Thursday, 11 January 2018
Wednesday, 10 January 2018
The one man who can save us all?
Sunday, 10 December 2017
Until one day, telling her nothing, her parents whisk her off to Rio de Janeiro. Determined to find out why, Ella takes her chance and searches through their things.
And realises her life has been a lie.
Her mother and father aren't hers at all. Unable to comprehend the truth, Ella runs away, to the one place they'll never think to look - the favelas.
But there she learns a terrible secret - the truth about her real parents and their past. And the truth about a mother, desperate for a daughter taken from her seventeen years ago.
This book is classed as YA fiction but I don't care I love the stories Emiy Barr tells.
I would imagine that the moral of this story (if there is one) is ...If your parents decide there are some things you are best not knowing then please believe them because things could be much worse if you find out.
When we meet Ella we realize that something is not quite right. Ella is trying to suppress a voice from inside her that wants her to do bad things. She doesn't want this to happen but sometimes she can't help it. One day Ella is taken out of school by her parents and taken straight to the airport. Her phone is taken from her and soon all three of them are on a flight to Rio,no explanation given. Once there Ella needs to take matters into her own hands and find out why her usually dull,quiet and over protective parents have moved her to a foreign country and are acting very strange.
Wow! What a roller coaster ride this story is. I was so afraid for Ella when she found out what she wasn't supposed to know. I was also surprised at how resourceful she became especially when she had the stress of keeping the other voice inside her satisfied.
I can't say much more without giving the plot away. This book is not just for the YA market it is for anyone and it kept me turning the pages. Once again Emily Barr has came up with a cracking good story.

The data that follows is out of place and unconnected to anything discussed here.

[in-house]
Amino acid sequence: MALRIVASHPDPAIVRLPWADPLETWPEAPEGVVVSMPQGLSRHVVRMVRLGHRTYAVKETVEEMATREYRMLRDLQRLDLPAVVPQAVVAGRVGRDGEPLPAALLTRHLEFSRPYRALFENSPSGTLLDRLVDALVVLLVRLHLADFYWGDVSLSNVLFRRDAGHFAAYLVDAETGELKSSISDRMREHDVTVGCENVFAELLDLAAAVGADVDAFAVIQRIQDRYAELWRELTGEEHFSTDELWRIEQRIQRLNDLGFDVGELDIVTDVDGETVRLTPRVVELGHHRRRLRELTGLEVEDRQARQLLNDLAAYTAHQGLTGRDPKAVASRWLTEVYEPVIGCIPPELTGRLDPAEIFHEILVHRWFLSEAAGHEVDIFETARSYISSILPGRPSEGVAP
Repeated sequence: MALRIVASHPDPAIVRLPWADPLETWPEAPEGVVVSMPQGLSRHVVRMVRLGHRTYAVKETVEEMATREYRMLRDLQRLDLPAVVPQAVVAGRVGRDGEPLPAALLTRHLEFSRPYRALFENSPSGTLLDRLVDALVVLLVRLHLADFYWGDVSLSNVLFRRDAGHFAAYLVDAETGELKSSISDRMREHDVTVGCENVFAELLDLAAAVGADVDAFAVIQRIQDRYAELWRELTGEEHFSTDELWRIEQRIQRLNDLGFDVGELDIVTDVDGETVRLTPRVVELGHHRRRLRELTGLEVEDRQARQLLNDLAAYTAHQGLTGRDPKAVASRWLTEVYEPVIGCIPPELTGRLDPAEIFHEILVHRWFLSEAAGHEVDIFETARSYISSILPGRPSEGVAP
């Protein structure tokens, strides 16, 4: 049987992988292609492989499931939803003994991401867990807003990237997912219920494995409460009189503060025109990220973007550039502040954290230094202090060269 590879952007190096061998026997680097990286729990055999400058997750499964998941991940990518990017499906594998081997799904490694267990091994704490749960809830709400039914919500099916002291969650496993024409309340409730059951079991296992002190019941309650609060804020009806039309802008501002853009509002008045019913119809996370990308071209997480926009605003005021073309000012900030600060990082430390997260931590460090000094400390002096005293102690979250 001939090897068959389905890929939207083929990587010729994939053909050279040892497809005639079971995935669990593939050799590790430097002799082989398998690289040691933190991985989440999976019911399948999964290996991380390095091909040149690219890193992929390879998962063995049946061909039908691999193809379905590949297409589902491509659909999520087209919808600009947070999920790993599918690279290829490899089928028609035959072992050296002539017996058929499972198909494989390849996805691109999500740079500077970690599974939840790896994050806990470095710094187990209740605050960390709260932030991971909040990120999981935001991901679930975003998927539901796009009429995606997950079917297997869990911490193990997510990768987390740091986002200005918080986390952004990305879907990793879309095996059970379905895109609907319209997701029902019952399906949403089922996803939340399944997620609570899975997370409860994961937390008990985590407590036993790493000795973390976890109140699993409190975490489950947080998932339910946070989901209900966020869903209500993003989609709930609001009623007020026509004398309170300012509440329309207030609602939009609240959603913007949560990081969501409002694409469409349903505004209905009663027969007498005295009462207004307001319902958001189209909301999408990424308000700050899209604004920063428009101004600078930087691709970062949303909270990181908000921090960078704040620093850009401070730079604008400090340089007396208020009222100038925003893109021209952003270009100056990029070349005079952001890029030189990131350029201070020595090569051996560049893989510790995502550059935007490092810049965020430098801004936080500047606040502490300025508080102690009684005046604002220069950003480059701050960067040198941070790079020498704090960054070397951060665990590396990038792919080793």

I think I would go for the paperback over kindle this time as there's not much difference in price.
Wednesday, 29 November 2017
The one man who can save us all?
An eye for an eye only ends up making the whole world blind.
– Mahatma Gandhi
since 7/7? Not even once. I get called Paki every day‚ but not in the – what the fuck did you call me? – way. In my circle it’s a term of endearment. You see‚ we know who we are. And what some may see as an insult‚ we see as a badge of fuckin’ honour. The word Pak means pure and the word Pak means clean. And if you didn’t know that‚ then consider yourself educated.
I’m not stupid or naïve. I am aware of exactly what is happening around me but you’ve got to play the game otherwise you might as well carry a big fat kick me sign on your back. Don’t walk around wearing a sodding shalwar and kameez with a great big dopey beard and drive around in a fuckin’ Honda. That’s when you get pulled over and that’s when you get racially abused. But not me. Why? ’Cos I play the game.
I know the plight of my Brothers and I know the struggle of my Sisters and I feel for them‚ every fuckin’ one of them. But what do you want me to do about it? No‚ man. It’s not my war. Call it religion or call it politics or call it greed. It all amounts to the same thing: bloodshed‚ devastation and broken homes. Why would I want to get my head into something like that? Especially since my life has basically been one sweet ride – not too different